On returning home from Germany, I was startled to hear a voicemail from a white supremacist campaigning for President. It repeated the old trope that there is a genocide being perpetrated on the white race. In the United States, we often throw around words like “Nazi” and “genocide.” Seinfeld’s funny “Soup Nazi” story is one thing, but ridiculous demonizing of political opposition is another. The Iowa Tea Party offered one blatant example, but so do national commentators warning of “liberal fascism” or labeling conservatives “Nazis.” We should sober up and remember what real genocide looks like.
In Democracy and Leadership, one of the key virtues of democratic leadership I wrote about is moderation. Today people so often dismiss moderation, seeing it as a weakness of will, as a lack of principled character. I find that view tragic, as it inspires such polarization that even the Federal government was shut down in 2013, despite the fact that the world is watching and the credit rating for U.S. debt was downgraded in 2011. Unstable societies are risky investments, as are unjust societies.
Moderation proves to be one of the deepest challenges for democratic societies, I argued more recently in my forthcoming Uniting Mississippi. Moderation is the virtue that aims to achieve unity. If you can’t moderate differences, unified groups tear apart and become several, rather than one. At the same time, of course, there can be delusional, hateful, or simply ridiculous ideas about unity. One of them is the white supremacist’s outlook.
The white supremacist thinks that there’s a need for greater unity among white people as a race. It is one thing when a group has systematically been targeted and oppressed, such as in slavery, the Holocaust, or Apartheid. Such group solidarity in those conditions is understandable, for people need to express pride and unity in their identities as survivors of horrible atrocities and continuing prejudice. Even in such cases, however, no reasonable group calls for purity of its race. Only white supremacists believe that interracial marriage is a threat to a race.
A little over a week ago, I had the sobering opportunity to visit a real genocidal institution. The Dachau concentration camp was built for holding around 5-6 thousand imprisoned workers. By the end of World War II, it held 32,000. To deal with the mass of people and to quell their number, the Germans had created gas chambers, which could kill large groups at once. To avoid resistance to entering the gas chamber at Dachau, the Germans had labeled the door “Brausebad” – “Shower.”
Once people were killed, they were moved to the ovens, photographed in the featured image above. Part of what was so disturbing in all of this was the thoughtful reasoning that went into controlling people and disposing of them. To convince people that the “Brausebad” really was a shower, and not a gas chamber, the Nazis had installed false shower heads. For the visitors like myself, the covers were removed from many of the shower heads, revealing a closed cone above. There was no water pipe. This was simply the illusion meant to make it easier to slaughter people. Here is a photo of the covered and uncovered shower heads, side by side:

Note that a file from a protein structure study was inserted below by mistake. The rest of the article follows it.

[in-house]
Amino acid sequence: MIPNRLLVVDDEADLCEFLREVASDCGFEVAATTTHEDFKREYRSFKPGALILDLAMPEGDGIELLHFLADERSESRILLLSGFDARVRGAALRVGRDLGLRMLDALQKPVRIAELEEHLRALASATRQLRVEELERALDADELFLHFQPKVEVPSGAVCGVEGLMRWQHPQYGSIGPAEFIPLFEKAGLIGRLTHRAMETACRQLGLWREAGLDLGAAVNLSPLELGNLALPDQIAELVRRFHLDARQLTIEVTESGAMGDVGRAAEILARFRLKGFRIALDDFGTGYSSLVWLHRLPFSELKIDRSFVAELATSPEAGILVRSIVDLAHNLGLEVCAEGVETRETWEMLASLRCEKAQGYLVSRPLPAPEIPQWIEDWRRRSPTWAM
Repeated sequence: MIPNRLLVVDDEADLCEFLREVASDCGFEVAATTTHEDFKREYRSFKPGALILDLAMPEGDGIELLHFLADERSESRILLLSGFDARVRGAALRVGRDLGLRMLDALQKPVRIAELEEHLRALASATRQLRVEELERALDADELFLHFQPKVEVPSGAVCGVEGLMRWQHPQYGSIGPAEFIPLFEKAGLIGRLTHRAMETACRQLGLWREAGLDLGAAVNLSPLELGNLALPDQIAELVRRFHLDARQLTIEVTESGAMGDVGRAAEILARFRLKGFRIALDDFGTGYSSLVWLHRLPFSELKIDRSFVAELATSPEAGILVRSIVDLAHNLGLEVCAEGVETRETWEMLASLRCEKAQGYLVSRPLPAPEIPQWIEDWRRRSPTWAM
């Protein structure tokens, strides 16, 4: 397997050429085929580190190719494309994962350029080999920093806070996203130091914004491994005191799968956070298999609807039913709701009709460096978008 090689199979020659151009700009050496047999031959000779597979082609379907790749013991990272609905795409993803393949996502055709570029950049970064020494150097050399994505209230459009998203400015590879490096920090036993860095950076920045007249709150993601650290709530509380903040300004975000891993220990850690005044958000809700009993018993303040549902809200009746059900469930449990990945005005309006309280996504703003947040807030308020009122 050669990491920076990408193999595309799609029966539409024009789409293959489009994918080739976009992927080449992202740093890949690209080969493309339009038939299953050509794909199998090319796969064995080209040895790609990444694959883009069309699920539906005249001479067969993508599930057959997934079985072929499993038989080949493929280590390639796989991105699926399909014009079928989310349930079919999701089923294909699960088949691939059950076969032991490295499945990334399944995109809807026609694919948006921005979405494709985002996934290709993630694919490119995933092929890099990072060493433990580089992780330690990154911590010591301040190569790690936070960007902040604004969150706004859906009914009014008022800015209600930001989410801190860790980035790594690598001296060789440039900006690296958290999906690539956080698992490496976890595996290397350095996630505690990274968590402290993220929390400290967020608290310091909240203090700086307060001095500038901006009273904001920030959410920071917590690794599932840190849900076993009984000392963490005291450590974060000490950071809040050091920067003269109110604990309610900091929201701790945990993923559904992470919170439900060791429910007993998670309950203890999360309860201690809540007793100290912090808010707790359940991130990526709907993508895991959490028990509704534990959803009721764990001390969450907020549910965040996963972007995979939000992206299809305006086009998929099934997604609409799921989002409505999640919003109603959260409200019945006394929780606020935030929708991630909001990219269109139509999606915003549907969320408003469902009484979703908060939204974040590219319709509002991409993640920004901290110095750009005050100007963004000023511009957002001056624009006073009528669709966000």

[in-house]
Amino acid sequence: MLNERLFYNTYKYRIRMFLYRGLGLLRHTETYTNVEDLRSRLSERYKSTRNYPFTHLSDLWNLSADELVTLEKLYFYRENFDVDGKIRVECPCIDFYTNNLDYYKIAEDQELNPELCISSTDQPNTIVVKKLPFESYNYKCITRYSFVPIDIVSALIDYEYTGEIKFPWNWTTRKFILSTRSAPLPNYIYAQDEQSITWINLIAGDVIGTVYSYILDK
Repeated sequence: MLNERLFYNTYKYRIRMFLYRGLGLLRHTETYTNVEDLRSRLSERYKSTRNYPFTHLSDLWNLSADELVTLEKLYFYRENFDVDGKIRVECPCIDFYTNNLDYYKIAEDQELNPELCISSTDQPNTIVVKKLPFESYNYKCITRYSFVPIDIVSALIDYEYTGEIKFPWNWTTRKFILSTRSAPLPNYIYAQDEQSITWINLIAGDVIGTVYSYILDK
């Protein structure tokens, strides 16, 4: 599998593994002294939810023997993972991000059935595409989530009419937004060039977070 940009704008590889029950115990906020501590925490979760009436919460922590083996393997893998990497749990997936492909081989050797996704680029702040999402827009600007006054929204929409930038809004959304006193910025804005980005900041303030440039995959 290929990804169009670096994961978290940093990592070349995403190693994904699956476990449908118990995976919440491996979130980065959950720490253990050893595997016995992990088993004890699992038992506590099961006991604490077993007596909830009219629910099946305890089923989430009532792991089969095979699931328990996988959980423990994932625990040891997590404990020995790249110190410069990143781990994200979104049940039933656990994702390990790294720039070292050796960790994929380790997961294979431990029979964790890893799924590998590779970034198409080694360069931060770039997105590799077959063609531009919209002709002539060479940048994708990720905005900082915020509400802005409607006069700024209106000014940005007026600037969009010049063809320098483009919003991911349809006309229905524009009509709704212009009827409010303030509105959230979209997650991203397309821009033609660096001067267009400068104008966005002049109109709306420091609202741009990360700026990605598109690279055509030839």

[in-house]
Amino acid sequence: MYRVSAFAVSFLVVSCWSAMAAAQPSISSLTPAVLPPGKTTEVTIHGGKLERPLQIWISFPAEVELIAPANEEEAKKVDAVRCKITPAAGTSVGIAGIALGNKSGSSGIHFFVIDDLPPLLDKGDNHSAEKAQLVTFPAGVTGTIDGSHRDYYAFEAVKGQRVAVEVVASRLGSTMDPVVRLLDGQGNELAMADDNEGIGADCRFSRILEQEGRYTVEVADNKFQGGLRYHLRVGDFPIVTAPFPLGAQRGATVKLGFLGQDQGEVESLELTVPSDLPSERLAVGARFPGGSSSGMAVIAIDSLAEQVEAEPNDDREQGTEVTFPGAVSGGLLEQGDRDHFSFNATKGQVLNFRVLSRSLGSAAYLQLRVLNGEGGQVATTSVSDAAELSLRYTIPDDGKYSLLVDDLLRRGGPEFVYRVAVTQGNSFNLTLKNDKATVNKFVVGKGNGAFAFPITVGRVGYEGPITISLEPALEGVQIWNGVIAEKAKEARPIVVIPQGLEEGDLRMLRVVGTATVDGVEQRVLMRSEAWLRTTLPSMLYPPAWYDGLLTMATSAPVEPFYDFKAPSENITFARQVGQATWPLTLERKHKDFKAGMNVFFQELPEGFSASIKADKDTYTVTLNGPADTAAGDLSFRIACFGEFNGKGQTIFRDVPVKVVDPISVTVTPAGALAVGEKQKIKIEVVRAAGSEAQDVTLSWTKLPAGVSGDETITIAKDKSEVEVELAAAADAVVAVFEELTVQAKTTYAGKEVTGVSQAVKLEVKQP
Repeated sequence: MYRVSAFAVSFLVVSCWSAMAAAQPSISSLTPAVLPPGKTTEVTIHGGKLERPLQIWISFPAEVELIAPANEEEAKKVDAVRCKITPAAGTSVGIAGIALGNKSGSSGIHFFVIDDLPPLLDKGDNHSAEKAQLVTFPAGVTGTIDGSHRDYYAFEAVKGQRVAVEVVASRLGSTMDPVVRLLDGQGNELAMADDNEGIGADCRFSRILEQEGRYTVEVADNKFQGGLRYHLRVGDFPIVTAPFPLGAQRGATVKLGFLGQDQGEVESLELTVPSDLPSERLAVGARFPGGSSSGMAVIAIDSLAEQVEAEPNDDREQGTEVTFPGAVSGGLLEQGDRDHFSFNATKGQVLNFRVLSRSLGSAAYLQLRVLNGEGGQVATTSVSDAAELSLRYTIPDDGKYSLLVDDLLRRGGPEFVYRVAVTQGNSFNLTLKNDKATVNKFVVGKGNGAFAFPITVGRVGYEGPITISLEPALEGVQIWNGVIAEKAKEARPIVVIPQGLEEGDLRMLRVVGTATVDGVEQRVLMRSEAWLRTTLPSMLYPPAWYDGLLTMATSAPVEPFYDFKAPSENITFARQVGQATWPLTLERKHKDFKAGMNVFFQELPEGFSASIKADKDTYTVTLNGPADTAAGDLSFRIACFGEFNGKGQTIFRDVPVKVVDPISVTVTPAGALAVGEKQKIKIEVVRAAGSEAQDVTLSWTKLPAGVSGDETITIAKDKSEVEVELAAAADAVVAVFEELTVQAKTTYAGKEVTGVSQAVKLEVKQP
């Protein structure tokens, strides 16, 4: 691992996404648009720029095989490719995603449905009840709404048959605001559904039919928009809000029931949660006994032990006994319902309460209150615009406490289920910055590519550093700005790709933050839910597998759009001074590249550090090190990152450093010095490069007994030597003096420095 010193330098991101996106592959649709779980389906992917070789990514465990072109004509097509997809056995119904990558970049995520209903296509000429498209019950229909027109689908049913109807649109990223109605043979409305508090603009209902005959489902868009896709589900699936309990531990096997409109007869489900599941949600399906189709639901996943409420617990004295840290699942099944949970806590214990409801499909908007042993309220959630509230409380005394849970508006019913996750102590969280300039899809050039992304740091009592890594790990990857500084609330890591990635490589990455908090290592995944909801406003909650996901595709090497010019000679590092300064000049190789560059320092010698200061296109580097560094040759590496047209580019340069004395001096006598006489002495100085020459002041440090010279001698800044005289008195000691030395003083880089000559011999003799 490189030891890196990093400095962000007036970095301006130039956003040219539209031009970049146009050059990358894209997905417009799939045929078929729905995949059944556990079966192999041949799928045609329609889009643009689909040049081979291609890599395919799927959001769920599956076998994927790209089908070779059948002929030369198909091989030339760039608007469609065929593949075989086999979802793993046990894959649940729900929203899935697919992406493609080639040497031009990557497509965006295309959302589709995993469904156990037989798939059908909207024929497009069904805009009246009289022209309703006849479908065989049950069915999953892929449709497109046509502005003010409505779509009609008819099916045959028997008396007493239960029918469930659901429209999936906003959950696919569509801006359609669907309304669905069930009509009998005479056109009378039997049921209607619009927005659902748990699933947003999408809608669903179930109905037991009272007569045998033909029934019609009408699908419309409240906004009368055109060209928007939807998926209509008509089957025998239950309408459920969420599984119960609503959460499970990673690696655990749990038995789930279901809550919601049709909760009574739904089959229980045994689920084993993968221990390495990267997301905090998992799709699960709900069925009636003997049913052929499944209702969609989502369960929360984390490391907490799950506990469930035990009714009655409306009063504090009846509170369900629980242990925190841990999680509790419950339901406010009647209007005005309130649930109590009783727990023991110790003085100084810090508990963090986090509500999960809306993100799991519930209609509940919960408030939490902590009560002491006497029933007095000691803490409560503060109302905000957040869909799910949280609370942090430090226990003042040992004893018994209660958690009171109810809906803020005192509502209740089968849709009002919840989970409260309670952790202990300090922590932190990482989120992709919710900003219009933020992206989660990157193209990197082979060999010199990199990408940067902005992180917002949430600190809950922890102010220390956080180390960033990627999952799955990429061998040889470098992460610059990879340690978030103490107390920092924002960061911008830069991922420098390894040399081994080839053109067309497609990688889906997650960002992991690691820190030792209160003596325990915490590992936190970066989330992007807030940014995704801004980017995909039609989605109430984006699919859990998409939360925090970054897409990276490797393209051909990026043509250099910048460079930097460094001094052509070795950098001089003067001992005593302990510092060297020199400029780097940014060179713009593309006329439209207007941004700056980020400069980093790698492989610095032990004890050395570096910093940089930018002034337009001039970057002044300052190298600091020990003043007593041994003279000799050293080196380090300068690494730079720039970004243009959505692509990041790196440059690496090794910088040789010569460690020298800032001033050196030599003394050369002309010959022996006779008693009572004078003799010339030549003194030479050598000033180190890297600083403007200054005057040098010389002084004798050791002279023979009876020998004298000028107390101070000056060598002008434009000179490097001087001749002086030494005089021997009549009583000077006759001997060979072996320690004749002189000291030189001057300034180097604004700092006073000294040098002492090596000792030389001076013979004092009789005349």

Having visited the truly disturbing and sobering Dachau camp, all I could think was that the white supremacists campaigning for President are tragically misguided and absurd. Some people are so lacking in sense that they actually believe that white folks are under threat as a group. The level of such nonsense is deeply saddening.
The call I received was eerie, partly because the voice didn’t sound quite right. It was a woman’s voice, and it was somewhat realistic, but you could tell that the message was one of those recordings generated by a computer voice – just a pretty good one. It read a message that began with formulaic language I have received before from white supremacists. It said that there are countries for these kinds of people and those, so there should also be countries for white people.
Adding to the absurdity of the call is the fact that the United States is a highly religious country. In fact, the Ku Klux Klan now denies that it is a hate group. They have long called themselves Christians. It is long past time to remind people that such views call for seeing all people as kin, as children of the same God. Using the Christian religion in service of hate or disunity is a gross perversion, yet as I have argued, even in the most religious state in the U.S., Mississippians are recalcitrant even when religious leaders call for progress and unity.
We need to take the aim of unity seriously. We need to stop using demonizing language lightly and foolishly. We also need more people to see the effects of such crazy polarization and disunity, which have led even to campaigns for the Presidency from white supremacists. We don’t need delusions of genocide, when there are disturbing and tragic examples of the real thing.
To close, I thought about sharing with you a photo of a mountain of dead, skeleton-thin bodies. Instead, I’ll leave you with a photo I snapped at the Jewish memorial at Dachau, which was immensely beautiful and moving for me.